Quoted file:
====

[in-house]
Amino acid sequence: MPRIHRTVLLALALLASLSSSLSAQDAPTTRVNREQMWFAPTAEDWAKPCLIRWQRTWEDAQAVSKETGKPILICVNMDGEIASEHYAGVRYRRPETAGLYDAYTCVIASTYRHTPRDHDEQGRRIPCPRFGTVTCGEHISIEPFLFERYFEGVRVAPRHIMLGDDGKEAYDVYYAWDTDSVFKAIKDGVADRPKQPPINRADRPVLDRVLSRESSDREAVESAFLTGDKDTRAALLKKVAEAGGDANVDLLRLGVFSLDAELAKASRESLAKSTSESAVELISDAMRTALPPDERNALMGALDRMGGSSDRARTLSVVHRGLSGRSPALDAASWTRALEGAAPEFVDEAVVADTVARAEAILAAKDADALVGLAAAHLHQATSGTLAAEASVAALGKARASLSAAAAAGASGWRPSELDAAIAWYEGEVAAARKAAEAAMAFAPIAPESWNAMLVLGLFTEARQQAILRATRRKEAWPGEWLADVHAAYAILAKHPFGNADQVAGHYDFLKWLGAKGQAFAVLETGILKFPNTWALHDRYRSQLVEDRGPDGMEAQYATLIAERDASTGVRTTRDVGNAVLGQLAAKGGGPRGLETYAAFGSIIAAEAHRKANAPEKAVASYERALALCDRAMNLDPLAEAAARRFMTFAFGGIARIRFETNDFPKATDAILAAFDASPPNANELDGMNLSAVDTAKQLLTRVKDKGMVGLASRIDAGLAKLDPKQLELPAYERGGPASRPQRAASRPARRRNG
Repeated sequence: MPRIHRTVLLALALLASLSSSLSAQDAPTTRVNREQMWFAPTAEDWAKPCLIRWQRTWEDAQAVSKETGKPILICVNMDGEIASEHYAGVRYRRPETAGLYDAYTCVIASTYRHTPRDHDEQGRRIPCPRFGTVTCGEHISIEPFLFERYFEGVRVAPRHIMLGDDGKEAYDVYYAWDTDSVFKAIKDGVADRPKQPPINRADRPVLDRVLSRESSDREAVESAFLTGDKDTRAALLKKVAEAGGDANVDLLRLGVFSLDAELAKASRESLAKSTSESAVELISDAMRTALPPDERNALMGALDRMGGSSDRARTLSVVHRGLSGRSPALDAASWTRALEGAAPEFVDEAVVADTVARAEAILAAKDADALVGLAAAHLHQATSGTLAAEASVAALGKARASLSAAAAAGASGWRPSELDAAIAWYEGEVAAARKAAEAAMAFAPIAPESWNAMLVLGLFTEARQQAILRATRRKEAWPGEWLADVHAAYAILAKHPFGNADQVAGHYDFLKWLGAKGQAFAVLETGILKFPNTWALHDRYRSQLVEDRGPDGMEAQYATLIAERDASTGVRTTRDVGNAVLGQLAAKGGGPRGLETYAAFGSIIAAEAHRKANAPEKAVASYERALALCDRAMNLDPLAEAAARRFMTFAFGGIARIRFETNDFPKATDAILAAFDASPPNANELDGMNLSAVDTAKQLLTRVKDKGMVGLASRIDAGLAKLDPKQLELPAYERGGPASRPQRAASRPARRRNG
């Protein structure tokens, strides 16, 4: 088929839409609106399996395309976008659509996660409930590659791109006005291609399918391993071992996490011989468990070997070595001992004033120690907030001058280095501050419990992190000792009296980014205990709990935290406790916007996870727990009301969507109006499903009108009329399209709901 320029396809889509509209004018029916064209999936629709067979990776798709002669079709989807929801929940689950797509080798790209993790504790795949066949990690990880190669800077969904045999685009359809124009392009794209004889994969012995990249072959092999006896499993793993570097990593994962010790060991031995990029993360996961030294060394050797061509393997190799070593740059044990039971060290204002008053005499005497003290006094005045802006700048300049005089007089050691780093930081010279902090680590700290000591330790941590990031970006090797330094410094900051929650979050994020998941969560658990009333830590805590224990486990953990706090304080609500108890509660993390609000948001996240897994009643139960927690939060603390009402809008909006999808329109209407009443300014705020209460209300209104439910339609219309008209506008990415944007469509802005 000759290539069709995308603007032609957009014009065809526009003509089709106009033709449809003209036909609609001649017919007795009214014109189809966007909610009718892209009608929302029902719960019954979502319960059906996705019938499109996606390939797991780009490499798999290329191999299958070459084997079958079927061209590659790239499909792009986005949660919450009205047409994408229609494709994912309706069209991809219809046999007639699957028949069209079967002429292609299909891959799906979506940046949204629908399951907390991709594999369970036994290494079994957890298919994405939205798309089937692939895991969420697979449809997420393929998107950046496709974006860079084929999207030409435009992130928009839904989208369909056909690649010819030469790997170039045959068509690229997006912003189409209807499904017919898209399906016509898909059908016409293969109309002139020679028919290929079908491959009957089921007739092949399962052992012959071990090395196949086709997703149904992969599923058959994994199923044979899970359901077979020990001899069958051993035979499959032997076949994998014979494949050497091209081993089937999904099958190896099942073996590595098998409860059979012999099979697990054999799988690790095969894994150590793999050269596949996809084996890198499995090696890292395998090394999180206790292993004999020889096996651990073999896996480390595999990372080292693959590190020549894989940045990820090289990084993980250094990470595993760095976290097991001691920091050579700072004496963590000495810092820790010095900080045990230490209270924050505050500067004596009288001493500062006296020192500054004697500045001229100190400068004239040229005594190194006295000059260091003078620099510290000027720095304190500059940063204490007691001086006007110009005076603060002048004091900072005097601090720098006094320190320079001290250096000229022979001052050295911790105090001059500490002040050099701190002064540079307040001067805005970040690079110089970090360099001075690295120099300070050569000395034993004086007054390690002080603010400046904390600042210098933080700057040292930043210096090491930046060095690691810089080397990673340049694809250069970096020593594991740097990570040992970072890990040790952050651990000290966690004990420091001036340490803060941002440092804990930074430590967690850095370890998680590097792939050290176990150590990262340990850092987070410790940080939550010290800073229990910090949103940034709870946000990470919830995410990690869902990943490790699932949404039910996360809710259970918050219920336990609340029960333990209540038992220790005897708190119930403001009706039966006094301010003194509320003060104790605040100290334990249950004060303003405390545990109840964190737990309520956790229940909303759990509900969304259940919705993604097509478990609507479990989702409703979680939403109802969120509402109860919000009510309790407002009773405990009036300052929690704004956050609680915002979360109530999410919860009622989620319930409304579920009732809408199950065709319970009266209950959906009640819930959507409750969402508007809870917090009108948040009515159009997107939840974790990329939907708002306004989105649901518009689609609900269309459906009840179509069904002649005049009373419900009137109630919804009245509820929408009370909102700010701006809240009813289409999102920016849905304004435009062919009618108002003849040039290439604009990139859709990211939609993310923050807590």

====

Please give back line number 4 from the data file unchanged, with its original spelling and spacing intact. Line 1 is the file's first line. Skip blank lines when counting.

């Protein structure tokens, strides 16, 4: 088929839409609106399996395309976008659509996660409930590659791109006005291609399918391993071992996490011989468990070997070595001992004033120690907030001058280095501050419990992190000792009296980014205990709990935290406790916007996870727990009301969507109006499903009108009329399209709901 320029396809889509509209004018029916064209999936629709067979990776798709002669079709989807929801929940689950797509080798790209993790504790795949066949990690990880190669800077969904045999685009359809124009392009794209004889994969012995990249072959092999006896499993793993570097990593994962010790060991031995990029993360996961030294060394050797061509393997190799070593740059044990039971060290204002008053005499005497003290006094005045802006700048300049005089007089050691780093930081010279902090680590700290000591330790941590990031970006090797330094410094900051929650979050994020998941969560658990009333830590805590224990486990953990706090304080609500108890509660993390609000948001996240897994009643139960927690939060603390009402809008909006999808329109209407009443300014705020209460209300209104439910339609219309008209506008990415944007469509802005 000759290539069709995308603007032609957009014009065809526009003509089709106009033709449809003209036909609609001649017919007795009214014109189809966007909610009718892209009608929302029902719960019954979502319960059906996705019938499109996606390939797991780009490499798999290329191999299958070459084997079958079927061209590659790239499909792009986005949660919450009205047409994408229609494709994912309706069209991809219809046999007639699957028949069209079967002429292609299909891959799906979506940046949204629908399951907390991709594999369970036994290494079994957890298919994405939205798309089937692939895991969420697979449809997420393929998107950046496709974006860079084929999207030409435009992130928009839904989208369909056909690649010819030469790997170039045959068509690229997006912003189409209807499904017919898209399906016509898909059908016409293969109309002139020679028919290929079908491959009957089921007739092949399962052992012959071990090395196949086709997703149904992969599923058959994994199923044979899970359901077979020990001899069958051993035979499959032997076949994998014979494949050497091209081993089937999904099958190896099942073996590595098998409860059979012999099979697990054999799988690790095969894994150590793999050269596949996809084996890198499995090696890292395998090394999180206790292993004999020889096996651990073999896996480390595999990372080292693959590190020549894989940045990820090289990084993980250094990470595993760095976290097991001691920091050579700072004496963590000495810092820790010095900080045990230490209270924050505050500067004596009288001493500062006296020192500054004697500045001229100190400068004239040229005594190194006295000059260091003078620099510290000027720095304190500059940063204490007691001086006007110009005076603060002048004091900072005097601090720098006094320190320079001290250096000229022979001052050295911790105090001059500490002040050099701190002064540079307040001067805005970040690079110089970090360099001075690295120099300070050569000395034993004086007054390690002080603010400046904390600042210098933080700057040292930043210096090491930046060095690691810089080397990673340049694809250069970096020593594991740097990570040992970072890990040790952050651990000290966690004990420091001036340490803060941002440092804990930074430590967690850095370890998680590097792939050290176990150590990262340990850092987070410790940080939550010290800073229990910090949103940034709870946000990470919830995410990690869902990943490790699932949404039910996360809710259970918050219920336990609340029960333990209540038992220790005897708190119930403001009706039966006094301010003194509320003060104790605040100290334990249950004060303003405390545990109840964190737990309520956790229940909303759990509900969304259940919705993604097509478990609507479990989702409703979680939403109802969120509402109860919000009510309790407002009773405990009036300052929690704004956050609680915002979360109530999410919860009622989620319930409304579920009732809408199950065709319970009266209950959906009640819930959507409750969402508007809870917090009108948040009515159009997107939840974790990329939907708002306004989105649901518009689609609900269309459906009840179509069904002649005049009373419900009137109630919804009245509820929408009370909102700010701006809240009813289409999102920016849905304004435009062919009618108002003849040039290439604009990139859709990211939609993310923050807590």